Caves and karsts are landforms formed on rocks through the process of weathering and dissolution. These landforms were once and still are used as homes by certain communities and animals in the wild. A cave can be defined as a natural void in the ground formed by weathering of rocks while karst is an underground drainage system formed by the dissolution of soluble rocks. Caves and karsts range in size depending on the size of the parent material and the intensity of the process of formation. Because of their importance, these landforms have been extensively studied. Some like the Mammoth Cave National Park and the Skocjan Caves have been listed as UNESCO World Heritage Sites.
Definition Of Speleology
Speleology is simply the scientific study of formation, structure, history, and physical and biological features of karsts and caves. It is different from spelunking which is the exploration of karst and caves, especially for recreation or as a hobby. However, speleology and spelunking (also known as caving) are usually connected as the caves have to be explored before they can be studied. Speleogenesis is the process by which the caves originated and developed into their current status. Speleology is a broad field that involves other disciplines such as biology, chemistry, physics, cartography, and meteorology in the understanding speleogenesis. The process of studying caves and karsts involves exploring the caves and collecting samples for study of the different aspects of the caves and karsts.
History Of Speleology
Although caves and karsts have existed since the pre-historic times, little was known about them except their location and probably use. Before the development of modern speleology, John Beaumont described several Mendip caves (located in Somerset, England) in the late 17th century. Before the mid-19th century, caves were considered not to have scientific value except in contributing to other branches of science. Thus, caves were studied as part of other disciplines such as geology and geography among others. Edouard Alfred Martel was the pioneer of modern cave exploration and is considered the “father of modern speleology.” He first introduced speleology as a distinct area of study in France through his extensive cave explorations and founded the “French Federation of Speleology” in 1895. The society, also known as Societe de Speleologie in French, became the first organization to be fully devoted to the study of caves.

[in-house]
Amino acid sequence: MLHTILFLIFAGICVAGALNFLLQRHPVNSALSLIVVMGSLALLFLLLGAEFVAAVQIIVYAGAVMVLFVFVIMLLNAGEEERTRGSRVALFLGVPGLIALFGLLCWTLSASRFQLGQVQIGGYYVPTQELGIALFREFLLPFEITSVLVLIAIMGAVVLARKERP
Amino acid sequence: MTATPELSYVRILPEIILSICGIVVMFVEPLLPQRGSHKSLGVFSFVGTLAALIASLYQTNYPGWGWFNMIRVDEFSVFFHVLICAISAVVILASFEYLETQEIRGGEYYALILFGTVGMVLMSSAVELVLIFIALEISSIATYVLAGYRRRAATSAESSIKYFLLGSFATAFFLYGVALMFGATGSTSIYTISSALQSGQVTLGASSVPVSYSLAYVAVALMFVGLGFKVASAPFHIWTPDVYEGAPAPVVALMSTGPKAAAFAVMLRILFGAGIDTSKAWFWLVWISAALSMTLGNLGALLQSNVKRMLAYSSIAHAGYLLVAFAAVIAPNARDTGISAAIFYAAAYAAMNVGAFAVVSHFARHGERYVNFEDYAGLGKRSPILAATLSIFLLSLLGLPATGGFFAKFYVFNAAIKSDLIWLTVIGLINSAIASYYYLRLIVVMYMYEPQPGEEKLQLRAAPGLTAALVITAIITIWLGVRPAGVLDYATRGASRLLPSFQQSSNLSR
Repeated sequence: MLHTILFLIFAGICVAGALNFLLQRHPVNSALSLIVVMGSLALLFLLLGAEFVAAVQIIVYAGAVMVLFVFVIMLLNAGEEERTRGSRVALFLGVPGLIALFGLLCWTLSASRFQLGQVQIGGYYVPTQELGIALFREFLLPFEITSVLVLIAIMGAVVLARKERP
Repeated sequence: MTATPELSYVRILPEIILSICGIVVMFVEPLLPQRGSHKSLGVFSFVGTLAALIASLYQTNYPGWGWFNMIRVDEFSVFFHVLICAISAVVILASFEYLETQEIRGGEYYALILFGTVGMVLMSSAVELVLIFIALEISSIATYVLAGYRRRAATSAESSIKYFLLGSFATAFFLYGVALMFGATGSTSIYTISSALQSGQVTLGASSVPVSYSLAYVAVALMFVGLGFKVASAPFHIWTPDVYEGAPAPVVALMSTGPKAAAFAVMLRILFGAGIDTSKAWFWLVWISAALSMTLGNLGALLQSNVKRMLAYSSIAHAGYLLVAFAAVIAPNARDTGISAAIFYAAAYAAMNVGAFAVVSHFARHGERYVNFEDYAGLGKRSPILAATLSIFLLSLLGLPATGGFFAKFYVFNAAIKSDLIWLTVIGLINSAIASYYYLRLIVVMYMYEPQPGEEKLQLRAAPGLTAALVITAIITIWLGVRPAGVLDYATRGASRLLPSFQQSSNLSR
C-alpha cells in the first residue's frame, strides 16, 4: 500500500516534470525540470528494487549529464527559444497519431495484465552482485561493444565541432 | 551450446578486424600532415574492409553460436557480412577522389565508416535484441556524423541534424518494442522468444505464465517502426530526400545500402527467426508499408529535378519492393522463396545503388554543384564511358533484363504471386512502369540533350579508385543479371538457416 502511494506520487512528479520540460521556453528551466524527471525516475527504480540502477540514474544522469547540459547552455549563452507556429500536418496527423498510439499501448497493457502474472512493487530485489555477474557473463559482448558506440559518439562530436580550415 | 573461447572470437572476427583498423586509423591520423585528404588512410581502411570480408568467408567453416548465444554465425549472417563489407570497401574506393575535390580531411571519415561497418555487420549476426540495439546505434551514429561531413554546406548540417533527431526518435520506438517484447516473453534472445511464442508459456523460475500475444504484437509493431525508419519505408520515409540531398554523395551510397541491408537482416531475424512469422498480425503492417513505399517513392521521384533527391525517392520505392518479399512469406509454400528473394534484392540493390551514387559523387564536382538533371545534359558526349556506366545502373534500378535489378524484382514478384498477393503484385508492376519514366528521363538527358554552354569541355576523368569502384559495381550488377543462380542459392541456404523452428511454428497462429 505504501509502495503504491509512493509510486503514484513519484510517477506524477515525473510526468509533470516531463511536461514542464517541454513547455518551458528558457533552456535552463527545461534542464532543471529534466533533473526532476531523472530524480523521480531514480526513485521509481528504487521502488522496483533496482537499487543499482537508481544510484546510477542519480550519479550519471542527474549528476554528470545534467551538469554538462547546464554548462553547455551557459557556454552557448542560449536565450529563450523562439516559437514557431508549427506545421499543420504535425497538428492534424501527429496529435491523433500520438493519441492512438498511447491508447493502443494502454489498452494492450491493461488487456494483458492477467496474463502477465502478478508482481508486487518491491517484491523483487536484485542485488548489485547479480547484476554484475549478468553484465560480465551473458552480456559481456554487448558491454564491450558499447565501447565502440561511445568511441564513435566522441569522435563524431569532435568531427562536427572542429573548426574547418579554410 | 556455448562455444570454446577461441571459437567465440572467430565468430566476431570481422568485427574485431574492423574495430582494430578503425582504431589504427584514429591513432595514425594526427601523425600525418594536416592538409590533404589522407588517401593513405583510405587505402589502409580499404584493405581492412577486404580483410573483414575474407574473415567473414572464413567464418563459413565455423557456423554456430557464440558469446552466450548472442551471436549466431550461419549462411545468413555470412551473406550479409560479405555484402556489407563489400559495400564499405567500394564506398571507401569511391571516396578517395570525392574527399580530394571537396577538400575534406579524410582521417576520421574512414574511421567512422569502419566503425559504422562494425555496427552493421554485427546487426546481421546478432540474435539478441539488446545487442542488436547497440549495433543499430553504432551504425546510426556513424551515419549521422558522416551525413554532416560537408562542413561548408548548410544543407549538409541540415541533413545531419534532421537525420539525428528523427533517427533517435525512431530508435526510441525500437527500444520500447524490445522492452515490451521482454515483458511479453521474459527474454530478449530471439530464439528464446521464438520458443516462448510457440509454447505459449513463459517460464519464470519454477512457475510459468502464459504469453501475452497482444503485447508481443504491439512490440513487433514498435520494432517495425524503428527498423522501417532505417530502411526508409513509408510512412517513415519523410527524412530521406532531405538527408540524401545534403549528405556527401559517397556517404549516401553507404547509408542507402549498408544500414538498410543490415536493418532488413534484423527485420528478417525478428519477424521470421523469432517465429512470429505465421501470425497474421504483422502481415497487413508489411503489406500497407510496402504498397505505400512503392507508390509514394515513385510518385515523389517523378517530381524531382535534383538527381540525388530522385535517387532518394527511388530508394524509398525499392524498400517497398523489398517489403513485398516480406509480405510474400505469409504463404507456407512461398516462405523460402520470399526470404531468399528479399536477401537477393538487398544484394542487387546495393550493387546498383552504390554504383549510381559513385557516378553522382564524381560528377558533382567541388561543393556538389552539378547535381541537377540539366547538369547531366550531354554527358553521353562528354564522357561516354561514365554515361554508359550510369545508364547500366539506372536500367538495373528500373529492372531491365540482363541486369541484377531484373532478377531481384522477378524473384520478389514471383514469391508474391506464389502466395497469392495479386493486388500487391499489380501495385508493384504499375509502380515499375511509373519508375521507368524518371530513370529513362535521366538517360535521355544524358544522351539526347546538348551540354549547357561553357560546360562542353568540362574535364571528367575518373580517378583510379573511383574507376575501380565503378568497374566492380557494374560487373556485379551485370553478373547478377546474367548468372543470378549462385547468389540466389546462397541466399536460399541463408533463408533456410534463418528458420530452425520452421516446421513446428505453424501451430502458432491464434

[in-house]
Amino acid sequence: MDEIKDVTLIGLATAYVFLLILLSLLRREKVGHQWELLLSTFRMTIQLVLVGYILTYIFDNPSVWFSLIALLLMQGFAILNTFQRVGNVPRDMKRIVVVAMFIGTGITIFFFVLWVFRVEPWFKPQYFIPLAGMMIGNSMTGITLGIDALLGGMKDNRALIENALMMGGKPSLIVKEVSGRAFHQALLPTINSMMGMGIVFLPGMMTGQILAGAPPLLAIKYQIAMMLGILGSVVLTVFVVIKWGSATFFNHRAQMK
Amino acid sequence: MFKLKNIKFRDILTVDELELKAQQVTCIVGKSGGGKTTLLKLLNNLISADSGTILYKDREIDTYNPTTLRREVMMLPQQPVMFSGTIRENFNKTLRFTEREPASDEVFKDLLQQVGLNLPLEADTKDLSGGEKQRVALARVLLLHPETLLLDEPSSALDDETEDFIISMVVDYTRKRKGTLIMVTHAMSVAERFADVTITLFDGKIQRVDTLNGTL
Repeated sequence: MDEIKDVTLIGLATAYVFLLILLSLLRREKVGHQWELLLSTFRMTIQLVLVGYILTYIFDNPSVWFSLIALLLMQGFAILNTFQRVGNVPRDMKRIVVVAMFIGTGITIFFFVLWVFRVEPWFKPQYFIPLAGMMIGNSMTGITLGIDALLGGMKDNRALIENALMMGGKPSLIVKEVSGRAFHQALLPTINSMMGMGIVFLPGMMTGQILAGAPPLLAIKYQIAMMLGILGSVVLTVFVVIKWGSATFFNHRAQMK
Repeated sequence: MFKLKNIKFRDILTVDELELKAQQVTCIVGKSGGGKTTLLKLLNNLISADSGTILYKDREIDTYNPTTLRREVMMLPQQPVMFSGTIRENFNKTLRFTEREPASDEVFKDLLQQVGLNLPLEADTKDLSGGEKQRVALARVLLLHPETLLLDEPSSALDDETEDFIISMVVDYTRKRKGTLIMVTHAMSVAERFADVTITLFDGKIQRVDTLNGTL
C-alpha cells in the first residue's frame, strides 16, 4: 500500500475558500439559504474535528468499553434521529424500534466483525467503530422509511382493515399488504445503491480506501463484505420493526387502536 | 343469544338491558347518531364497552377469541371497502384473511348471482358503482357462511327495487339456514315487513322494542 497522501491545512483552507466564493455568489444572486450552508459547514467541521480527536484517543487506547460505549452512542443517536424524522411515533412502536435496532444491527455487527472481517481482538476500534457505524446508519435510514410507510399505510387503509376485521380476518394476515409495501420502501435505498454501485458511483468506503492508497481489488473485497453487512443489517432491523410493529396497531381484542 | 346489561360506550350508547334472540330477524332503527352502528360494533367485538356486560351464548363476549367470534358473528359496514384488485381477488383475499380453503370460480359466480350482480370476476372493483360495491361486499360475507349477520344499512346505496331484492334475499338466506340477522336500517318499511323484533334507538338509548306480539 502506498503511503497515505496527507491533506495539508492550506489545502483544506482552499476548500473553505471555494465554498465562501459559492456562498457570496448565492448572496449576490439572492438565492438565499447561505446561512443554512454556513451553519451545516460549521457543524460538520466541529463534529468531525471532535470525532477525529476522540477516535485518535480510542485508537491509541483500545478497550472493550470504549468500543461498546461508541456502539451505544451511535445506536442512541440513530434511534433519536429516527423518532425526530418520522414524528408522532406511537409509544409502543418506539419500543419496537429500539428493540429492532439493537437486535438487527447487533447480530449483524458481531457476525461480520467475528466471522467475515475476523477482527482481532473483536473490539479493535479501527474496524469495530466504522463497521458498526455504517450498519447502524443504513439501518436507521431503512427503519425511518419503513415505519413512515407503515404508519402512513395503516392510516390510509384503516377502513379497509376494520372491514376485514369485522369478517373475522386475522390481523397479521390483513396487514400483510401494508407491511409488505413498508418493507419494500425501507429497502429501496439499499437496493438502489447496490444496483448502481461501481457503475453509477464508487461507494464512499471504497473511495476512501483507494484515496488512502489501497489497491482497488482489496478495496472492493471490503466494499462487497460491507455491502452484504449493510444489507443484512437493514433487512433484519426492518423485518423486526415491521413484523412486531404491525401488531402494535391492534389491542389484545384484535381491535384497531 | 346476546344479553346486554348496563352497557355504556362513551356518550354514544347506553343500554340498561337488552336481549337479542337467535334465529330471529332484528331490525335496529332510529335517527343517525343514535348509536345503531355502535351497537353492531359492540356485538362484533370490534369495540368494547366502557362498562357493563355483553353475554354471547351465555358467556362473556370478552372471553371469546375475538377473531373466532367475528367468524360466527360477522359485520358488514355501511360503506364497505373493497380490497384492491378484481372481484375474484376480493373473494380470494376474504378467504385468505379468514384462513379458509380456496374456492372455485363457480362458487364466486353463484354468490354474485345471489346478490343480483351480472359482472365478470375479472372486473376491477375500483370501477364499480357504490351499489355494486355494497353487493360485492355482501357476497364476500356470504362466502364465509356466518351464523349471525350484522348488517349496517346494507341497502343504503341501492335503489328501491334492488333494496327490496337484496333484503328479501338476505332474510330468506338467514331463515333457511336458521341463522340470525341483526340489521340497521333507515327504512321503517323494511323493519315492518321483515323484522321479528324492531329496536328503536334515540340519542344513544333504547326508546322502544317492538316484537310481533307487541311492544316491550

Branches Of Speleology
Speleology, like most scientific disciplines, has different branches that deal with the different aspects of caves and karsts. The three main branches of speleology identified by the International Union of Speleology are biology speleology, physical speleology, and speleo-anthropology. Biospeleology studies the ecosystem of the caves and karst, their characteristics, adaptations and how they affect the process of cave formation and structure. Physical speleology is the study of the physical structure and properties of the caves including hydrology, topography, and geology. Speleo-anthropology, on the other hand, is the study of the history of caves and their roles in the history of the human race. Speleologists also work with archaeologists to study the underground tunnels, ruins, aqueduct, and sewer.